Young fan injured by foul liner at Mets game

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The Associated Press reports that a child was hurt when he was hit in the face by a line drive in the ninth inning of the first game in Monday’s doubleheader between the Marlins and Mets.

The young fan was conscious as he was taken off in a wheelchair accompanied by his mother.

“We saw him hit a line drive and, at first, we thought we might catch it. But it went past us and we saw it hit the kid,” witness Nathan Wise said. “We saw him put his hands out and try to block it, but he’s a little kid, so his reactions were slow. We saw his hands up and then saw blood trickling down his face. A security guard called over to the Mets’ dugout for some towels. It looked really serious, but after a couple of minutes, we saw the medics standing around and we realized it was bad, but it wasn’t life-threatening.”

After the game, the seat bottom was removed with drills, and a crew of at least four other maintenance workers were washing the area to clean up the blood.  Mets spokesman Jay Horwitz said the team could not provide any information about the extent of the injuries because of medical privacy laws.

Steven Matz likely to start season on DL; Zack Wheeler to adhere to innings limit

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Mets manager Terry Collins said on Wednesday, “It’s unlikely that [Steven Matz] will start the season with us.” The final spot in the Mets’ starting rotation will go to either Zack Wheeler or Seth Lugo, Newsday’s Marc Carig reports.

On Wheeler’s innings limit, assistant GM John Ricco said, “There’s going to be some number but we don’t exactly know what that is.” Wheeler missed the last two seasons after undergoing Tommy John surgery.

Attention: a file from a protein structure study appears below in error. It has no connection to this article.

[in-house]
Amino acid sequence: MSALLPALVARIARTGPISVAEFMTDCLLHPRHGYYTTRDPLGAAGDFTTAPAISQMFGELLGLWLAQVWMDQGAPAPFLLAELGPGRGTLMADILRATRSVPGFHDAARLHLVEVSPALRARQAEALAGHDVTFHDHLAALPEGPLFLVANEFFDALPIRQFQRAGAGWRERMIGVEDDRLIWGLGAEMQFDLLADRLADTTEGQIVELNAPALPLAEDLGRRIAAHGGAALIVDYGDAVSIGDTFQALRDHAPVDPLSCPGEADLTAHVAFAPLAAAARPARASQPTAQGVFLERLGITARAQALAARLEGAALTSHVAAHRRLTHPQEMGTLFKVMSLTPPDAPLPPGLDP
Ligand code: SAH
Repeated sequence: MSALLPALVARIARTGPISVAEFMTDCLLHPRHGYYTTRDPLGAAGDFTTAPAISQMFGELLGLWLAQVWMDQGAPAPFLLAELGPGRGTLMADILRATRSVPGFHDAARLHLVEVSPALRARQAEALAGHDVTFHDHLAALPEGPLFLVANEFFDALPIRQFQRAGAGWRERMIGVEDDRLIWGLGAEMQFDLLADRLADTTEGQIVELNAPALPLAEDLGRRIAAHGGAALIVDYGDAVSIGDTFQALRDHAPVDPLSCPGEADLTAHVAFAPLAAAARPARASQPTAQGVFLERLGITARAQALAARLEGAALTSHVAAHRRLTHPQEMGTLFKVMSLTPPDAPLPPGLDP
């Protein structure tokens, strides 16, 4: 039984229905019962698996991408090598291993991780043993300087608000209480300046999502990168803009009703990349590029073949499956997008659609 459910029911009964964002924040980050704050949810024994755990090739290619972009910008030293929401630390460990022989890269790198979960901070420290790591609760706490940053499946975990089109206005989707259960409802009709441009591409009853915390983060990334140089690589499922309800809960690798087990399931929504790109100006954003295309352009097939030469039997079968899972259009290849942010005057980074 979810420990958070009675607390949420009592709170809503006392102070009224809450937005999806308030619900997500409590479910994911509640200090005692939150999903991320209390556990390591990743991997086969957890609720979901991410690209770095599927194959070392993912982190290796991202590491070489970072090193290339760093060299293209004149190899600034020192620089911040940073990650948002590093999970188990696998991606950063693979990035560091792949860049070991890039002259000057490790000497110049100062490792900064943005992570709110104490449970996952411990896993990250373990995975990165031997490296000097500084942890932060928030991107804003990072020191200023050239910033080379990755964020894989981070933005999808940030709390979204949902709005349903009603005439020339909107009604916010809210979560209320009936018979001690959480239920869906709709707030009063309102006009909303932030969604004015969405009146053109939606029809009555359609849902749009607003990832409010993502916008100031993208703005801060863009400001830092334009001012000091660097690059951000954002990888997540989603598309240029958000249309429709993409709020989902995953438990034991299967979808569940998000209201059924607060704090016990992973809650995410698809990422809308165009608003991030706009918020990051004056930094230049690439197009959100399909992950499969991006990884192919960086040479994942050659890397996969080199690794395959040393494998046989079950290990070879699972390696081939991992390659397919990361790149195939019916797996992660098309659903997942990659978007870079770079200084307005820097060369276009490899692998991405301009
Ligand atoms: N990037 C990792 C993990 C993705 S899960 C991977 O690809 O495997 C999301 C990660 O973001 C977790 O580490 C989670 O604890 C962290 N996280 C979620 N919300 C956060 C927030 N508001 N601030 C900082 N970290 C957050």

Neither Wheeler nor Lugo have had terrific springs as each carries a 5.11 and 5.56 Grapefruit League ERA, respectively. However, Carig notes that Wheeler has impressed simply by appearing healthy and brandishing a fastball that once again sits in the mid- to high-90’s. Lugo, meanwhile, proved crucial to the Mets last year, posting a 2.67 ERA across eight starts and nine relief appearances.

Rockies sign 30-year lease to stay in Coors Field

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Nick Groke of the Denver Post reports that the Rockies agreed to a $200 million, 30-year lease with the Metropolitan Baseball Stadium District, which is the state division that owns Coors Field. As part of the deal, the Rockies will lease and develop a plot of land south of the stadium, which will cost the team $125 million for 99 years.

As Groke points out, had the Rockies not reached a deal by Thursday, March 30, the lease would have rolled over for five more years.

Rockies owner Dick Monfort issued a statement, saying, “We are proud that Coors Field will continue to be a vital part of a vibrant city, drawing fans from near and far and making our Colorado residents proud.”

The Rockies moved into Coors Field in 1995. It is the National League’s third oldest stadium. In that span of time, the Rockies have made the playoffs three times, the last coming in 2009 when they lost in the NLDS to the Phillies. The Rockies were swept in the 2007 World Series by the Red Sox.